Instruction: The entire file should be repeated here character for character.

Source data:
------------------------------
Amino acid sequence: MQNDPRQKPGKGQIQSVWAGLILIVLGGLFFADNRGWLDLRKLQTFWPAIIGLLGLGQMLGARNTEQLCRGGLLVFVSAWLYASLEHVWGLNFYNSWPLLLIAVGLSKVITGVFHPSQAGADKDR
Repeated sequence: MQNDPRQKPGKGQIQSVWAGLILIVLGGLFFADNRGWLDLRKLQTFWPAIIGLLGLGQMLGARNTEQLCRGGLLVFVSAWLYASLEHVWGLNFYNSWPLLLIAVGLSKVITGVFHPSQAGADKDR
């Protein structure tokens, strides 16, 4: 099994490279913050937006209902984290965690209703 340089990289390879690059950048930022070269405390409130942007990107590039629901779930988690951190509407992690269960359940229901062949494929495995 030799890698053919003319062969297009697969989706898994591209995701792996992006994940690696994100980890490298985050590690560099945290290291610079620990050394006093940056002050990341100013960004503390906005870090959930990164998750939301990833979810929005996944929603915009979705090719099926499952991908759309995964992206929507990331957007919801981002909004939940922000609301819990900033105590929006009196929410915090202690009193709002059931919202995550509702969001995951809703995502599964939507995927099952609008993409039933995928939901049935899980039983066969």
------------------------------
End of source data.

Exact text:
Amino acid sequence: MQNDPRQKPGKGQIQSVWAGLILIVLGGLFFADNRGWLDLRKLQTFWPAIIGLLGLGQMLGARNTEQLCRGGLLVFVSAWLYASLEHVWGLNFYNSWPLLLIAVGLSKVITGVFHPSQAGADKDR
Repeated sequence: MQNDPRQKPGKGQIQSVWAGLILIVLGGLFFADNRGWLDLRKLQTFWPAIIGLLGLGQMLGARNTEQLCRGGLLVFVSAWLYASLEHVWGLNFYNSWPLLLIAVGLSKVITGVFHPSQAGADKDR
């Protein structure tokens, strides 16, 4: 099994490279913050937006209902984290965690209703 340089990289390879690059950048930022070269405390409130942007990107590039629901779930988690951190509407992690269960359940229901062949494929495995 030799890698053919003319062969297009697969989706898994591209995701792996992006994940690696994100980890490298985050590690560099945290290291610079620990050394006093940056002050990341100013960004503390906005870090959930990164998750939301990833979810929005996944929603915009979705090719099926499952991908759309995964992206929507990331957007919801981002909004939940922000609301819990900033105590929006009196929410915090202690009193709002059931919202995550509702969001995951809703995502599964939507995927099952609008993409039933995928939901049935899980039983066969």